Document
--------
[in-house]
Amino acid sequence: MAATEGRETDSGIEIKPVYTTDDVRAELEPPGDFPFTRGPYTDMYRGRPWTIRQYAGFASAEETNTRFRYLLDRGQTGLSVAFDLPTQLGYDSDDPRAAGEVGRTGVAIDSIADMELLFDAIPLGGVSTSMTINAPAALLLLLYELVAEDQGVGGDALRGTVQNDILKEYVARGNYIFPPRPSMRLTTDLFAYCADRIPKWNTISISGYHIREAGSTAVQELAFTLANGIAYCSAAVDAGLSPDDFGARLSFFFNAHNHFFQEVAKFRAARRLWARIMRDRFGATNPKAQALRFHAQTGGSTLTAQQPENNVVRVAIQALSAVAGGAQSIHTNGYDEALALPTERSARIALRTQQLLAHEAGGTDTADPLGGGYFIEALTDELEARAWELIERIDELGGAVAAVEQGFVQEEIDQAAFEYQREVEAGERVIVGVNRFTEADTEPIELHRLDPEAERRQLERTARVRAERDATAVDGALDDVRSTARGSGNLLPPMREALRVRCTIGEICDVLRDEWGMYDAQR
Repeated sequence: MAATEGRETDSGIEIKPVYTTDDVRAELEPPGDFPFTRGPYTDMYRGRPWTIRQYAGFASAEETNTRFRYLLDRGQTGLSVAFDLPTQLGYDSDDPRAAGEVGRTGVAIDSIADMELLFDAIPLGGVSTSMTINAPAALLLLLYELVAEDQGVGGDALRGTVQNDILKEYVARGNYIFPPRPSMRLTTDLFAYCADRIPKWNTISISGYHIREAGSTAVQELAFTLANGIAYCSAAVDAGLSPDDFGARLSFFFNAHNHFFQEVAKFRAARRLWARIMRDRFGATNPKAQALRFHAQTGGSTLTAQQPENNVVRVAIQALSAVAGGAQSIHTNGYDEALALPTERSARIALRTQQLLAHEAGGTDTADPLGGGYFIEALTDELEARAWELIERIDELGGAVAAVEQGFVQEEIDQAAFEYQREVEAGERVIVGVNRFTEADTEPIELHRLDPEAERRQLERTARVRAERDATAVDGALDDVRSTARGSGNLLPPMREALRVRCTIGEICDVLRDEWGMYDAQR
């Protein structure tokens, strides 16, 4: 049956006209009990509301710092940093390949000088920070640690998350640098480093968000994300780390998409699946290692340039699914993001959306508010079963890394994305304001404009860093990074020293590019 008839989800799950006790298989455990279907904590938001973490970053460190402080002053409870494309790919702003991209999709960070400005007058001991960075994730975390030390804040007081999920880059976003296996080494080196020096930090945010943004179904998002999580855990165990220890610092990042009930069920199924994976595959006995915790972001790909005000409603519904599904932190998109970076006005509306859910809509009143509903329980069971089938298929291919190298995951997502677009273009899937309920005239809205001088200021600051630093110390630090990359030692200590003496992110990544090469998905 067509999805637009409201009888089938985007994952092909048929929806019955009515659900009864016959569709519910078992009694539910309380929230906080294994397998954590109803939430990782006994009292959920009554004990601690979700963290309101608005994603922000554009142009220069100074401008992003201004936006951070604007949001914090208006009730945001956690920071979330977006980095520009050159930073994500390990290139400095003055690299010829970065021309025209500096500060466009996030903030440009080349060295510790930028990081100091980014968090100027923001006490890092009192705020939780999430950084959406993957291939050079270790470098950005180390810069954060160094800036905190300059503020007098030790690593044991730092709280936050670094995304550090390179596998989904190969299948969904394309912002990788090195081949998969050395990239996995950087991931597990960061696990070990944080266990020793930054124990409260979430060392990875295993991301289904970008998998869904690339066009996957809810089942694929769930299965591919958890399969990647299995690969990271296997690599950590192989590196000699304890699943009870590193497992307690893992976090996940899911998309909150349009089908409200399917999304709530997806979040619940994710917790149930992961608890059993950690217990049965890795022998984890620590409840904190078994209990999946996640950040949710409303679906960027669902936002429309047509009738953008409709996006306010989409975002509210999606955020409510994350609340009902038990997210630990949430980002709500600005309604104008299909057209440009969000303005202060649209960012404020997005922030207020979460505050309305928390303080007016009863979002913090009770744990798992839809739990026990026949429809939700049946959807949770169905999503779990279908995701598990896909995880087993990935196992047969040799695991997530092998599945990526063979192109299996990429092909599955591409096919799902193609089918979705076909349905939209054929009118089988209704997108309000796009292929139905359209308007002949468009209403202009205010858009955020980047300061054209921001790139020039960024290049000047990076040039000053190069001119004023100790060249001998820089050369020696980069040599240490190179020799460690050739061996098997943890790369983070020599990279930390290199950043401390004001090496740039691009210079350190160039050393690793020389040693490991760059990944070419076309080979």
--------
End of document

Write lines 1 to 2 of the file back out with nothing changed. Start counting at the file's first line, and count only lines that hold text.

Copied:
[in-house]
Amino acid sequence: MAATEGRETDSGIEIKPVYTTDDVRAELEPPGDFPFTRGPYTDMYRGRPWTIRQYAGFASAEETNTRFRYLLDRGQTGLSVAFDLPTQLGYDSDDPRAAGEVGRTGVAIDSIADMELLFDAIPLGGVSTSMTINAPAALLLLLYELVAEDQGVGGDALRGTVQNDILKEYVARGNYIFPPRPSMRLTTDLFAYCADRIPKWNTISISGYHIREAGSTAVQELAFTLANGIAYCSAAVDAGLSPDDFGARLSFFFNAHNHFFQEVAKFRAARRLWARIMRDRFGATNPKAQALRFHAQTGGSTLTAQQPENNVVRVAIQALSAVAGGAQSIHTNGYDEALALPTERSARIALRTQQLLAHEAGGTDTADPLGGGYFIEALTDELEARAWELIERIDELGGAVAAVEQGFVQEEIDQAAFEYQREVEAGERVIVGVNRFTEADTEPIELHRLDPEAERRQLERTARVRAERDATAVDGALDDVRSTARGSGNLLPPMREALRVRCTIGEICDVLRDEWGMYDAQR